CEO 75-170 -- August 26, 1975
APPLICABILITY OF FINANCIAL DISCLOSURE TO ATTORNEY RETAINED BY FLORIDA HOUSE OF REPRESENTATIVES
To: David A. Barrett, Tallahassee
Prepared by: Gene Rhodes
Section 112.3145(2), F. S., as created by Ch. 75-196, Laws of Florida, the recently revised financial disclosure law which will take effect on January 1, 1976, requires that "specified employees" make financial disclosure. Further, s. 112.3145(1)(b)1., F. S., defines the term "specified employee" to include "a full-time state employee who serves as counsel or assistant counsel to any state agency . . . ." Where a private attorney contracts with the Florida House of Representatives for legal services, such attorney is an independent contractor rather than an employee of the state. See CEO 74-6. Furthermore, he does not work for the state on a full-time basis. He therefore is not deemed to be a specified employee subject to financial disclosure.
Am I, as a private attorney retained by the Florida House of Representatives on a part-time basis, required to make financial disclosure pursuant to the recent revisions of the Code of Ethics?
Your question is answered in the negative.
The revised code requires that "specified employees" make financial disclosure, s. 112.3145(2), Ch. 75-196, Laws of Florida. In relevant part, "specified employee" is defined as:
Public counsel created by chapter 350, an assistant state attorney, an assistant public defender, a full-time state employee who serves as counsel or assistant counsel to any state agency, a judge of industrial claims, and a hearing examiner. [Section 112.3145(1)(b)1., supra.]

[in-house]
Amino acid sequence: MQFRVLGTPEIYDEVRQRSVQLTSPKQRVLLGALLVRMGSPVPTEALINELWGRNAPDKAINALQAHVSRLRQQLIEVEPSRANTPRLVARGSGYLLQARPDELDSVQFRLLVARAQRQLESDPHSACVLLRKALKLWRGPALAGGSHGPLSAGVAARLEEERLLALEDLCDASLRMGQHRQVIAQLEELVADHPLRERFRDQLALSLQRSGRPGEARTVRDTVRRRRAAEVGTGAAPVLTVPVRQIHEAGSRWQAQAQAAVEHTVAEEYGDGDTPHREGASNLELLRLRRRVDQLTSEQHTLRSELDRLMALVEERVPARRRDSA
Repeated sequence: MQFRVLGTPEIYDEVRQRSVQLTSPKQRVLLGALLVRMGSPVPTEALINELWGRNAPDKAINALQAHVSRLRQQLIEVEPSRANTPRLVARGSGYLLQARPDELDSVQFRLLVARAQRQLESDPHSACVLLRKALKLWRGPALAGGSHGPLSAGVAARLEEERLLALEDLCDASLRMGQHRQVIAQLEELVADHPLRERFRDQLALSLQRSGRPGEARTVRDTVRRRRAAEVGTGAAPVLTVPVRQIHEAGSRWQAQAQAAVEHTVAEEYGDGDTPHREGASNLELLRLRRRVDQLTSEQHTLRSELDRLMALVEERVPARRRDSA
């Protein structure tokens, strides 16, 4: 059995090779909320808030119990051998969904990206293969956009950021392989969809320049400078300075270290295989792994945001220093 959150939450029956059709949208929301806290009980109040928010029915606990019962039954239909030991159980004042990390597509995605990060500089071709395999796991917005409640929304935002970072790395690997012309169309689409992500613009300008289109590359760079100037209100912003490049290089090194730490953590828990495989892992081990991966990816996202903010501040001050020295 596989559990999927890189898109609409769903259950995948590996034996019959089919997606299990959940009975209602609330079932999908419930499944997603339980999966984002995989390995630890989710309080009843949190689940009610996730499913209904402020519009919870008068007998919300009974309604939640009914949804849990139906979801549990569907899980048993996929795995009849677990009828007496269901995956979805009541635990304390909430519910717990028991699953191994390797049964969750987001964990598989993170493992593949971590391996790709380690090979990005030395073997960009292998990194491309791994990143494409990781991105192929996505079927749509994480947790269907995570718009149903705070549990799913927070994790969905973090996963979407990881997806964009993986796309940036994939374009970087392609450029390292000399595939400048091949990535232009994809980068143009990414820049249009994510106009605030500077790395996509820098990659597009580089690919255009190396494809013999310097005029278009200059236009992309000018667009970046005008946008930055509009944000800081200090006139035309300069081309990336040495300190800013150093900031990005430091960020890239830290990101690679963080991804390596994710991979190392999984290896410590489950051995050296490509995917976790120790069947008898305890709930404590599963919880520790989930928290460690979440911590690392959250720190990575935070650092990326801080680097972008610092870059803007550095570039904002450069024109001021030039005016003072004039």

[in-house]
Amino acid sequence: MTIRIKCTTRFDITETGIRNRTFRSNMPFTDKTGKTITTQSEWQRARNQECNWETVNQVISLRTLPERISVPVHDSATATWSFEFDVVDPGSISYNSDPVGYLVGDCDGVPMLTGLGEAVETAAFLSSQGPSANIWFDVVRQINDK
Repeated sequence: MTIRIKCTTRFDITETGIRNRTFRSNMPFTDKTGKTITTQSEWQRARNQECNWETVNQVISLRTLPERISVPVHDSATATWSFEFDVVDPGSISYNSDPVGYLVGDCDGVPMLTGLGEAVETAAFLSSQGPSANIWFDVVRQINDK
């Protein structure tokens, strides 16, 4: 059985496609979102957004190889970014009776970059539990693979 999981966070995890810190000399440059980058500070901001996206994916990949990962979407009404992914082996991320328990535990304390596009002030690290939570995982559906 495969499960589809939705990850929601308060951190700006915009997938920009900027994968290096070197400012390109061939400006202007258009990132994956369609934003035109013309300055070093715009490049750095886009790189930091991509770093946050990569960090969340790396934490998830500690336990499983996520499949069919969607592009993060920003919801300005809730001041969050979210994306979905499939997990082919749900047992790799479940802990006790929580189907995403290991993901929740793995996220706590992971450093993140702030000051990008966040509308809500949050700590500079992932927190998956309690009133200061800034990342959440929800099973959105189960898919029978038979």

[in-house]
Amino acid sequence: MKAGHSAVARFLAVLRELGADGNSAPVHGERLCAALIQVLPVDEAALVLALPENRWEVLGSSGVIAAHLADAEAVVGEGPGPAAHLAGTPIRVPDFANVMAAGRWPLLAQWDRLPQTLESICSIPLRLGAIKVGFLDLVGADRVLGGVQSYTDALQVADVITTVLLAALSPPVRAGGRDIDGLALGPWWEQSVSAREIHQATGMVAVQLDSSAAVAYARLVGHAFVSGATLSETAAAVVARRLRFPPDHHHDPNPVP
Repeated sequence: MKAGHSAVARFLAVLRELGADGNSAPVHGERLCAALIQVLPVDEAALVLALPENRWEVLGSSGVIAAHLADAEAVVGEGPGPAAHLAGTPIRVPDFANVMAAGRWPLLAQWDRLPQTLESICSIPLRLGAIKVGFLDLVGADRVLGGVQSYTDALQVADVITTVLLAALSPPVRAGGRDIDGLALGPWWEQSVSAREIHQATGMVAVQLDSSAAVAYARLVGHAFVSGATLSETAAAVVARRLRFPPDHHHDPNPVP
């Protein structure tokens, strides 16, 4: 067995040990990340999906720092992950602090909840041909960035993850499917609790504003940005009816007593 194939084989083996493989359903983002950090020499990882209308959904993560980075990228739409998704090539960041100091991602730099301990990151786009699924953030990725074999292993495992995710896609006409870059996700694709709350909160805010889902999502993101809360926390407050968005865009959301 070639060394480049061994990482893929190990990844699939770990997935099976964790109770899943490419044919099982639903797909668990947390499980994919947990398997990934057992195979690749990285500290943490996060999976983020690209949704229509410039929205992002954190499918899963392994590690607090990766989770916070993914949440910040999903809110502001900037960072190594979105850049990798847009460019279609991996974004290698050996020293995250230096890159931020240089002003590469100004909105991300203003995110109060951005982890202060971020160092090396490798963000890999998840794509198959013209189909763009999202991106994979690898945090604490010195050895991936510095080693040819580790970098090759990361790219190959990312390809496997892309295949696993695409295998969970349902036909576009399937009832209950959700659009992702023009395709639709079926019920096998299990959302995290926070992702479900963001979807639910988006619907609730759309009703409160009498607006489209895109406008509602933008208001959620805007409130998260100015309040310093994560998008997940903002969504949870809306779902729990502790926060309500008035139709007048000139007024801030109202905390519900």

In this section the term "employee" is crucial. It is our opinion that your relationship with the Florida House of Representatives is that of an independent contractor rather than an employee. The definition of an independent contractor is generally stated as "one who, in exercising an independent employment, contracts to do certain work according to his own methods, without being subject to the control of his employer, except as to the product or result of his work." 41 Am. Jur. 2d Independent Contractors s. 1, 1968. The two elements which distinguish an independent contractor from an employee are: The contractor has an independent business or occupation, and the contractor is not subject to the control of the employer as to manner or detail of performance of the contracted work. See CEO 74-6.
Clearly, you meet the two conditions set out above for an independent contractor. As such, you are not in the "employ" of the House of Representatives. Further, you do not work for the state on a full-time basis. Therefore, you are not subject to the disclosure provisions of the revised code.